Hill-Watkins House and Cabins
[Junction of Raymond Cape Road and US 302; N43° 54′ 45.76″ W70° 30′ 59.07″] The Federal period stylistic features of the two-story house places its date of construction around 1810. In both its overall form and detailing, the center chimney house was similar to many other old farmhouses in Maine. The original owner is unknown, but its next occupant was William Hill, who apparently acquired the farm in the late 1830s or early 1840s.
The change in ownership probably resulted in the first significant alterations to the house, adding the Greek Revival front entrance and similarly styled features in the second floor. Additions to the rear of the house resulted in the long, deeply recessed ell. Hill never organized his buildings into a true connected farm complex linking house and barn as was typical of the period.
The barn was destroyed by fire in 1883 and its replacement was built onto the end of the ell. In 1850 William Hill’s farm contained 20 acres of improved land and 30 acres of unimproved land. This small farm supported five cattle and six sheep, producing wool, butter, cheese, and hay.
During the following decade Hill’s land holdings had been enlarged but farm production declined. The one-story cape was built by Clark Watkins in 1837. He apparently built the house shortly thereafter since he married Mary Jane Jackson the following year. In 1876, three years after Clark’s death, his widow purchased the adjoining Hill farm, including the two-story house. Mary Jane (Jackson) Watkins and her children Sumner and Josephine moved to the large house and rented the smaller one. This pattern of use continued in the 20th century when her grandson Charley Watkins incorporated it into his summer rental properties, naming it the Clark Cabin.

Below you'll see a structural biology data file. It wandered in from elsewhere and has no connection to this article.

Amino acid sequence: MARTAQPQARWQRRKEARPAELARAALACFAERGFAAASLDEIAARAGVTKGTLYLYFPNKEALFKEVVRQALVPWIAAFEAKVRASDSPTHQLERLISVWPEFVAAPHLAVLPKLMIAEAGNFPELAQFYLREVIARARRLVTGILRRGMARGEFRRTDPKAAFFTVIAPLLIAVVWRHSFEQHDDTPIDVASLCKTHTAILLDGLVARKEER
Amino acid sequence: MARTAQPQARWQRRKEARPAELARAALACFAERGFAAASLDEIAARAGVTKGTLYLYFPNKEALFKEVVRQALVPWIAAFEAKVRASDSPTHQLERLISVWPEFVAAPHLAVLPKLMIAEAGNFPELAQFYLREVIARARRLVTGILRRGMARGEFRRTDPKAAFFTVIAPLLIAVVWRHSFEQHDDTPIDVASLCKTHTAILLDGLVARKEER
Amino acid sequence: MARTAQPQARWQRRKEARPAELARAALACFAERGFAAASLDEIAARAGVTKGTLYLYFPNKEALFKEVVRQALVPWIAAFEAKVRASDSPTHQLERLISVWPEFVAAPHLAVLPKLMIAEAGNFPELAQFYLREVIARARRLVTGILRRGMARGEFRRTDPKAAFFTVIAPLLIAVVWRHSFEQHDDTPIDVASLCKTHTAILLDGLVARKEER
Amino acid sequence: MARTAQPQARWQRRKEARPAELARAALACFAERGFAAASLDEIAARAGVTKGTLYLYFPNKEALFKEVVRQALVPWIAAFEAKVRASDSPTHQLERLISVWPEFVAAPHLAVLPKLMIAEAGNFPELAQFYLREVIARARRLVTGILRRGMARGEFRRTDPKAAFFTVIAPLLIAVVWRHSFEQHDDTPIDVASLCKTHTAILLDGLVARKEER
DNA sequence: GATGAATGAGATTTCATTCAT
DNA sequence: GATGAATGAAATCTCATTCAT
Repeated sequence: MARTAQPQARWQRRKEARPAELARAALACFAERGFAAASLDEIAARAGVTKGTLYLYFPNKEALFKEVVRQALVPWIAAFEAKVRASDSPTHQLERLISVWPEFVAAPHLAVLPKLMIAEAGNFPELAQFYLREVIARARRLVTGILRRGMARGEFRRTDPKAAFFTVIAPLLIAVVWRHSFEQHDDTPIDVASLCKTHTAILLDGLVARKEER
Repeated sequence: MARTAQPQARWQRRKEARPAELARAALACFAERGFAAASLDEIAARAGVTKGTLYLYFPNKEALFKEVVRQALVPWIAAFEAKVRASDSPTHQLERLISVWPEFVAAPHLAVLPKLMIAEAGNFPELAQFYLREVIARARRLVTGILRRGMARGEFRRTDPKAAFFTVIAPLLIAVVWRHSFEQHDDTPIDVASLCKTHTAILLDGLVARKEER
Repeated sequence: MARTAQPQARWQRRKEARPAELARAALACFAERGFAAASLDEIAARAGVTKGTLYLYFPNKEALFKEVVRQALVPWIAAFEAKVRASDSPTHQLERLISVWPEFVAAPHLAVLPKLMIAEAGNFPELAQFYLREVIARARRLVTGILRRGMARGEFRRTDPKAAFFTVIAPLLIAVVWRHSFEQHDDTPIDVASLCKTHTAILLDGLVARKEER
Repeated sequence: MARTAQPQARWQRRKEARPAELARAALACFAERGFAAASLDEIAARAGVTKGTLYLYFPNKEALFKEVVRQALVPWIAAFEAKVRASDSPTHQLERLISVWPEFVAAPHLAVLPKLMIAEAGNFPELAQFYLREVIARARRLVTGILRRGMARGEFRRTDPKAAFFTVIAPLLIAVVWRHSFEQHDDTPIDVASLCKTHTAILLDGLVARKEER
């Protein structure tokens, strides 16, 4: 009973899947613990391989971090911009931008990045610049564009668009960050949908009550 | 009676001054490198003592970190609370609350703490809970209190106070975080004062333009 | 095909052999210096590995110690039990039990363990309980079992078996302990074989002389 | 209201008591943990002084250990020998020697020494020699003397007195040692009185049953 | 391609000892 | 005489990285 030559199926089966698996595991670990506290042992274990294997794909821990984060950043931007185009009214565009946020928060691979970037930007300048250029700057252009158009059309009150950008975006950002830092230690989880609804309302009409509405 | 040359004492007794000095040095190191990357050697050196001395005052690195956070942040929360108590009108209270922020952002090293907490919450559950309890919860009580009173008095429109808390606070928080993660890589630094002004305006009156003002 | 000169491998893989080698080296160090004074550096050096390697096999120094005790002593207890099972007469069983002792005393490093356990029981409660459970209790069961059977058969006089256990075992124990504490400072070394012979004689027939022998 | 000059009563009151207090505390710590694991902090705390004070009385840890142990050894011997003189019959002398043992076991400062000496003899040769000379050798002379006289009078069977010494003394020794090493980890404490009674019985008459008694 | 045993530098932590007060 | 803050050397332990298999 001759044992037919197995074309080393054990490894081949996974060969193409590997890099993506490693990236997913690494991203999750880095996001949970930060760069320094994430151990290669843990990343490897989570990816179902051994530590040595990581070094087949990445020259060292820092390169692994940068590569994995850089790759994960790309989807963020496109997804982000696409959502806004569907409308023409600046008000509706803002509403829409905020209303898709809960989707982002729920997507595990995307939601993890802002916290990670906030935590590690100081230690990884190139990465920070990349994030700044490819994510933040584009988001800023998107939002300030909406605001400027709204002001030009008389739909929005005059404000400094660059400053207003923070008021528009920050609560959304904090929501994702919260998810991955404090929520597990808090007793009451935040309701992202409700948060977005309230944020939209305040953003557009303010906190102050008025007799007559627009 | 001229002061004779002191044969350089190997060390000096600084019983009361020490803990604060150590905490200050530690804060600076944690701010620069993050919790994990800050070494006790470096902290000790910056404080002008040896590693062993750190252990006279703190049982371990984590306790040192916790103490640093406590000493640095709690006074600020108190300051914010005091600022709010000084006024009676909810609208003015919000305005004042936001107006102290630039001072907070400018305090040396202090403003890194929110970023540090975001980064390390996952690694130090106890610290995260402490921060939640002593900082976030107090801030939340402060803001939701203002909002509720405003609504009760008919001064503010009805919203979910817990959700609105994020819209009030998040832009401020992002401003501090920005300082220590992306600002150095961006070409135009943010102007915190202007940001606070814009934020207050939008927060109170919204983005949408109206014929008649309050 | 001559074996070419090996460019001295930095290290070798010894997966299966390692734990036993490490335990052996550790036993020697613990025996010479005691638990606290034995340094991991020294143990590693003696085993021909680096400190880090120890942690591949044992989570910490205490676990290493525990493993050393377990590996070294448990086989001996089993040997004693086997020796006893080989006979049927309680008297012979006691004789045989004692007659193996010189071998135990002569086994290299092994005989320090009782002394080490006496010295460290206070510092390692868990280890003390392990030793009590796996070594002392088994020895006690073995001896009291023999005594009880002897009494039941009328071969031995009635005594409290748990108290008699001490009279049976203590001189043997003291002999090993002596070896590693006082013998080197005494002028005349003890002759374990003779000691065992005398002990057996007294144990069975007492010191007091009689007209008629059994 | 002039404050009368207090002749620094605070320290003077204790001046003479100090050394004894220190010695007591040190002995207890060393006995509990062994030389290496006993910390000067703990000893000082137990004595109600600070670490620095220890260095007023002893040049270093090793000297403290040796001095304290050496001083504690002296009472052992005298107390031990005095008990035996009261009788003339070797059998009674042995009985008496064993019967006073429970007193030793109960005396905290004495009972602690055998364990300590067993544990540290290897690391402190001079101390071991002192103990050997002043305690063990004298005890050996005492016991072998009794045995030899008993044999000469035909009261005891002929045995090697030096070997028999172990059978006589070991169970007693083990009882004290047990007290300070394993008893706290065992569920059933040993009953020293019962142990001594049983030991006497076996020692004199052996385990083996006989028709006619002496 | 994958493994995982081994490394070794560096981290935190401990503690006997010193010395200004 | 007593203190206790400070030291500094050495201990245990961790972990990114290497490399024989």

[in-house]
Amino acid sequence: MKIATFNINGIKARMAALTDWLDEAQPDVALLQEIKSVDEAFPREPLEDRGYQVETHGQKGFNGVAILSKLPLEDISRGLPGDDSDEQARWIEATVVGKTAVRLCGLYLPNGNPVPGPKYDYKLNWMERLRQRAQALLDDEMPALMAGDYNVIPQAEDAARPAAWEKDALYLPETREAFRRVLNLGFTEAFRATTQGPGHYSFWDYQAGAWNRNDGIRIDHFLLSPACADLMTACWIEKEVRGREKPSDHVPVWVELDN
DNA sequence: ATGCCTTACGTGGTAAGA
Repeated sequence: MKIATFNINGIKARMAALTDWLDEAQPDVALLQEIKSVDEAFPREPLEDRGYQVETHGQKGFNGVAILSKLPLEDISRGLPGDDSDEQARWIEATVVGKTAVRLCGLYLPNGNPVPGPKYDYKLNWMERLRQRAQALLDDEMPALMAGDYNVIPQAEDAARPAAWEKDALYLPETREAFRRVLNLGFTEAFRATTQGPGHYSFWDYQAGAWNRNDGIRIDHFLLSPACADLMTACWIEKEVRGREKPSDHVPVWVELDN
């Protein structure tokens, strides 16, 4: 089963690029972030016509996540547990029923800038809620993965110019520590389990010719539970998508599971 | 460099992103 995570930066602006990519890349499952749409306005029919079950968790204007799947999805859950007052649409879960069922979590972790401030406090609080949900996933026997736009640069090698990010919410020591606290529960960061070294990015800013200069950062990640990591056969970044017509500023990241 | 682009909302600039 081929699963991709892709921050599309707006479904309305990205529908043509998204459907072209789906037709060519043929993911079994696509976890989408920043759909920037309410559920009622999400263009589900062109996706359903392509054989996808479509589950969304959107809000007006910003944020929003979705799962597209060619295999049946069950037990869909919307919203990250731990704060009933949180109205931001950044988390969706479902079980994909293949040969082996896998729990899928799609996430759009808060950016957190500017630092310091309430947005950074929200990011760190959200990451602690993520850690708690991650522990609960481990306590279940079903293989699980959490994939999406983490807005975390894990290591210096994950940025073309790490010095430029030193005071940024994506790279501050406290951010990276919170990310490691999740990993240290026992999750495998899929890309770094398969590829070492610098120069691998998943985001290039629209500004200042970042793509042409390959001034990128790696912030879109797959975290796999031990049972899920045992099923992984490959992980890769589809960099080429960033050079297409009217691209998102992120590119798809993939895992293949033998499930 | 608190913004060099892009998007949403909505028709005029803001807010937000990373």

The Hill homestead began to lose its agricultural focus. Sumner Watkins established a small-scale carriage factory in 1877. Located on a site diagonally across the road from the main house, this wooden frame building housed an active business employing five or more men, until Sumner’s death in 1907. The family’s income during the late 19th century was also supplemented by a cottage industry in which coats were made for the local Dingley Brothers store. Although non-agricultural sources of income were of prime importance by the late 19th and early 20th centuries, the agricultural component was not entirely displaced. Until the mid-1930s, an orchard with about fifty Tolman Sweet apple trees produced a crop marketed in Portland and sold to summer tourists. Chickens, eggs, butter, milk, and cream were sold to augment the cash income.
The break from the property’s early agricultural history came with the cabin rental business that Charley Watkins (1889-1974) established in the 1920s. Like many of his contemporaries, he filled an important niche in the rapidly developing post World War I tourism industry. As Maine’s system of roads was improved and the automobile became popular, the State’s recreational amenities, became far more accessible. As a result, roadside compounds of small frame cabins such as those on the Watkins property [N43° 54′ 44.88″W70° 30′ 55.42″] sprang up along the principal highways to meet the new source of demand for lodging. The cabin rental business probably began to wane in the late 1950s with the advent of motels and when the reconstruction of Route 302 forced moving one of his cabins and the office and eliminated the well serving them. Four of the surviving cabins were pulled down in the 1980s. Upon the death of Charley Watkins in 1974, the property devolved to his niece. She placed it under a conservation easement held by a local land trust with specific provisions to protect the stone walls and the architectural integrity of the historic buildings.*